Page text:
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This Day in Walter O’Malley History

October 28

October 28, 1939

In commemoration of the 80th Anniversary of the birth of the late Charles H. Ebbets, a dinner is held in the “Coal-Hole” of the Brooklyn Club. Baseball fan and attorney Walter O’Malley, 36, is in attendance for the festivities. According to the wishes of former Dodger owner Ebbets, who passed away in 1925, he left a sum of $5,000 to provide an annual dinner for his friends on his birthday.The New York Times, October 29, 1939

October 28, 1950

Harry R. C. Hickey writes a letter of thanks to Walter O’Malley: “I want to tell you how grateful I am for the confidence you have in me in sponsoring my election as a Director of the Dodgers. It is, indeed, an honor I shall always remember. With assurances of my friendship, high esteem and very best congratulations and good wishes for your good health and success as ‘skipper’ of the ‘Dodgers,’ I am Sincerely, Harry.” Hickey also served as Vice President of the Fidelity and Deposit Insurance Company of Maryland upon his election as a Dodger Director on October 26. In 1952, Hickey, who had received his law degree from the University of Maryland in 1909, was elected as Treasurer of the Dodgers.

October 28, 1955

In acknowledgment of a photo album put together by official Dodger photographer Barney Stein, Walter O’Malley writes, “Dear Barney: The album of the pictures was really most welcome and a fine souvenir of our first World’s Championship. I know everybody who sees the book is thrilled.”

October 28, 1957

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More than 1,100 civic leaders, dignitaries and area businesses support the “Welcome Dodgers” luncheon at the Statler Hotel in Los Angeles. Walter O’Malley stands in front of a large banner behind the dais which read, “Welcome Los Angeles Dodgers, The Greatest Catch In Baseball.” Comedian Joe E. Brown served as the master of ceremonies and famed umpire “Beans” Reardon got the festivities started when he hollered, “Play Ball.” O’Malley told the audience after receiving a standing ovation, “The next time you will be asked to stand will be when your own Duke Snider hits the first home run for your Dodgers here...There will never be an occasion when mothers and fathers will have the right to ask any of our officials, players or anyone else in the Dodger organization to apologize for their conduct.”Paul Zimmerman, Los Angeles Times, October 29, 1957

October 28, 1959

Murray Robinson of the New York Journal-American interviews Walter O’Malley on various subjects in an article reprinted in The Sporting News. Robinson asked O’Malley, “Do you feel you did right in moving the Dodgers?” O’Malley replied, “I waited ten years for ‘them’ to let me build a $12,000,000 ball park with my own money at Flatbush and Atlantic, and they turned me down. Of course I was right in moving. The defense rests with pictures of those three crowds of 90,000-plus each at the World’s Series in the Coliseum.” Robinson then queried, “Do you miss Brooklyn?” O’Malley answered, “I do. Dropping in to see the boys, and so on. And I think Brooklyn misses us, too. I’m not mad at the Brooklyn fans and I don’t think they’re mad at me. They understand. They’ve written me many letters and no one has ever criticized our moving. Brooklyn fans always supported the Dodgers. I love them. But the Dodger players are already falling hard for this California livin’. Swimming pools, yet.” Robinson asked about the difference of Brooklyn fans and Los Angeles fans. O’Malley said, “Brooklyn fans are born. Los Angeles fans are made. Both are free with the advice. We have more family groups in L.A. than we had in Brooklyn — parents and kids. Strangely enough, our problem in Brooklyn was getting the youngsters interested.”Murray Robinson, The Sporting News, October 28, 1959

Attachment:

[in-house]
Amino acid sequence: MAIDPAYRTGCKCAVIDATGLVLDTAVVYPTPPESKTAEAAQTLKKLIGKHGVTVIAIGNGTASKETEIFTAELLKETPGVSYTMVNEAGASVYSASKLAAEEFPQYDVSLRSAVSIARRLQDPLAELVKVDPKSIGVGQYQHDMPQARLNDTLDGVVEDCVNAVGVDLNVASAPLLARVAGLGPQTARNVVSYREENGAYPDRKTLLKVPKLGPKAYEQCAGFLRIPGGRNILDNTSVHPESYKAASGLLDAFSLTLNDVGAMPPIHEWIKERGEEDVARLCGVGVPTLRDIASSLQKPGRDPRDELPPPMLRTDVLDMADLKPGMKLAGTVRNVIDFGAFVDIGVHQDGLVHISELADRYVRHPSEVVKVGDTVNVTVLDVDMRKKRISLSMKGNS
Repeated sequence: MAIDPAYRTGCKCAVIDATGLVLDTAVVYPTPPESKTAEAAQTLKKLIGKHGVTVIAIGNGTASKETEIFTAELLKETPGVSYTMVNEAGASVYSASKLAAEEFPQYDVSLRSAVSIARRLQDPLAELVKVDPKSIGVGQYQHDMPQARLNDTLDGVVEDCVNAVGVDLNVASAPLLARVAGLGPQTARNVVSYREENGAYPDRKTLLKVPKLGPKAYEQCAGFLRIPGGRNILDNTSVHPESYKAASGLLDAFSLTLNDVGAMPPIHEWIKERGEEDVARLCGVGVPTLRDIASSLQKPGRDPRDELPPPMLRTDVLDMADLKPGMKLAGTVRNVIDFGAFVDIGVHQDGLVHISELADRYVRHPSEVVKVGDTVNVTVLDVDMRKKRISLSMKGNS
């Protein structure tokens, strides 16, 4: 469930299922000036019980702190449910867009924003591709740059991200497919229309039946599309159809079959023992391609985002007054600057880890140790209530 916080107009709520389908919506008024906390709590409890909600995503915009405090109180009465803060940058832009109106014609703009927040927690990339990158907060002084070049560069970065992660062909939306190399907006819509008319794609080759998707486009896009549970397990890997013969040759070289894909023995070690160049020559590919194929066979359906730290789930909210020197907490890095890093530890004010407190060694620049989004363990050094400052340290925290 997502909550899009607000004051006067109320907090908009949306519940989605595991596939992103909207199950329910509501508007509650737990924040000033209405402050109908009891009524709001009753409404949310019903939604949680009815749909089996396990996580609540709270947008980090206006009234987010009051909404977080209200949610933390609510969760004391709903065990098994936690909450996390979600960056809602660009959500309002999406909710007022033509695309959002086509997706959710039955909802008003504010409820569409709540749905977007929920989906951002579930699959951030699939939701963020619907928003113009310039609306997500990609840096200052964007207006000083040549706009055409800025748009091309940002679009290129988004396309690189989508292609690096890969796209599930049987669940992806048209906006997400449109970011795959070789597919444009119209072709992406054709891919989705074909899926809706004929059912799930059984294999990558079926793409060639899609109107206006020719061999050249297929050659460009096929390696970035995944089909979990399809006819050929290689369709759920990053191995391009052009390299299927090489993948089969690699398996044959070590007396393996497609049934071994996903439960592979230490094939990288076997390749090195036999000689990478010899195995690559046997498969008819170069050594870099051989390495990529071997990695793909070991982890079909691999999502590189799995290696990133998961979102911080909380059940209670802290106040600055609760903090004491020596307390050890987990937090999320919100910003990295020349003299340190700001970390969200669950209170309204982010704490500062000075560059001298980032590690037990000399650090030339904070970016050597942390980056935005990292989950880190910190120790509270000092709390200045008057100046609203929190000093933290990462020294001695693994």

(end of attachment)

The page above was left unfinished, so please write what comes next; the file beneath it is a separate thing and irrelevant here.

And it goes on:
October 28, 1964

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Kay and Walter O’Malley are guests at the glamorous Los Angeles premiere of “My Fair Lady.” The black tie affair includes the movie’s stars, Audrey Hepburn and Rex Harrison, as well as celebrity guests Frank Sinatra, Natalie Wood, Dean Martin, Angie Dickinson, Lucille Ball, Fred MacMurray, Donna Reed, Rock Hudson, Maureen O’Hara, Steve McQueen and Jimmy Stewart.

October 28, 1981

The Los Angeles Dodgers defeat the New York Yankees at Yankee Stadium, 9-2 to win the 1981 World Series in six games. Ron Cey, Pedro Guerrero, and Steve Yeager set a World Series record when they are named Tri-Most Valuable Players for the Series. The World Championship is the fifth overall and fourth for the Dodgers in Los Angeles.

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